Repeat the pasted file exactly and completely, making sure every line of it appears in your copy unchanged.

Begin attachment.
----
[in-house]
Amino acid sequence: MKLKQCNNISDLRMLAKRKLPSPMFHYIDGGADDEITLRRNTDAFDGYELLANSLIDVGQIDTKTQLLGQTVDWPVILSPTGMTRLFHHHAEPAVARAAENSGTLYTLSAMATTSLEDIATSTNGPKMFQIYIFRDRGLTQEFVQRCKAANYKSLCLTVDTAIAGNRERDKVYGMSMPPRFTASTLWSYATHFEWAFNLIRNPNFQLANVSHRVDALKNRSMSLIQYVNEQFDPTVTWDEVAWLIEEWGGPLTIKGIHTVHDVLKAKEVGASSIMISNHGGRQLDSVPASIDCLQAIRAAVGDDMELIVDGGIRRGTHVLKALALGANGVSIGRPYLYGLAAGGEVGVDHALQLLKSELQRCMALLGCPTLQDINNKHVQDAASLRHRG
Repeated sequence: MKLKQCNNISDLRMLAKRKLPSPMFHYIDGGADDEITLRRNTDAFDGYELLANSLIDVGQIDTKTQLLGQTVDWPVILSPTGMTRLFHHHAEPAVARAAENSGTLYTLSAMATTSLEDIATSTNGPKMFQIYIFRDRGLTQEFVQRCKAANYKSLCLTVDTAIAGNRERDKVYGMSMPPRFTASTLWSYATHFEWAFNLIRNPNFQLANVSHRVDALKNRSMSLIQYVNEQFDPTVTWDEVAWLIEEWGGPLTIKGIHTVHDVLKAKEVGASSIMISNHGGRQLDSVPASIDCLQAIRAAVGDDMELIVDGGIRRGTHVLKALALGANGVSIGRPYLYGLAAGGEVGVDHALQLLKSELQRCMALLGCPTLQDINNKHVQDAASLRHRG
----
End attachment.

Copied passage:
[in-house]
Amino acid sequence: MKLKQCNNISDLRMLAKRKLPSPMFHYIDGGADDEITLRRNTDAFDGYELLANSLIDVGQIDTKTQLLGQTVDWPVILSPTGMTRLFHHHAEPAVARAAENSGTLYTLSAMATTSLEDIATSTNGPKMFQIYIFRDRGLTQEFVQRCKAANYKSLCLTVDTAIAGNRERDKVYGMSMPPRFTASTLWSYATHFEWAFNLIRNPNFQLANVSHRVDALKNRSMSLIQYVNEQFDPTVTWDEVAWLIEEWGGPLTIKGIHTVHDVLKAKEVGASSIMISNHGGRQLDSVPASIDCLQAIRAAVGDDMELIVDGGIRRGTHVLKALALGANGVSIGRPYLYGLAAGGEVGVDHALQLLKSELQRCMALLGCPTLQDINNKHVQDAASLRHRG
Repeated sequence: MKLKQCNNISDLRMLAKRKLPSPMFHYIDGGADDEITLRRNTDAFDGYELLANSLIDVGQIDTKTQLLGQTVDWPVILSPTGMTRLFHHHAEPAVARAAENSGTLYTLSAMATTSLEDIATSTNGPKMFQIYIFRDRGLTQEFVQRCKAANYKSLCLTVDTAIAGNRERDKVYGMSMPPRFTASTLWSYATHFEWAFNLIRNPNFQLANVSHRVDALKNRSMSLIQYVNEQFDPTVTWDEVAWLIEEWGGPLTIKGIHTVHDVLKAKEVGASSIMISNHGGRQLDSVPASIDCLQAIRAAVGDDMELIVDGGIRRGTHVLKALALGANGVSIGRPYLYGLAAGGEVGVDHALQLLKSELQRCMALLGCPTLQDINNKHVQDAASLRHRG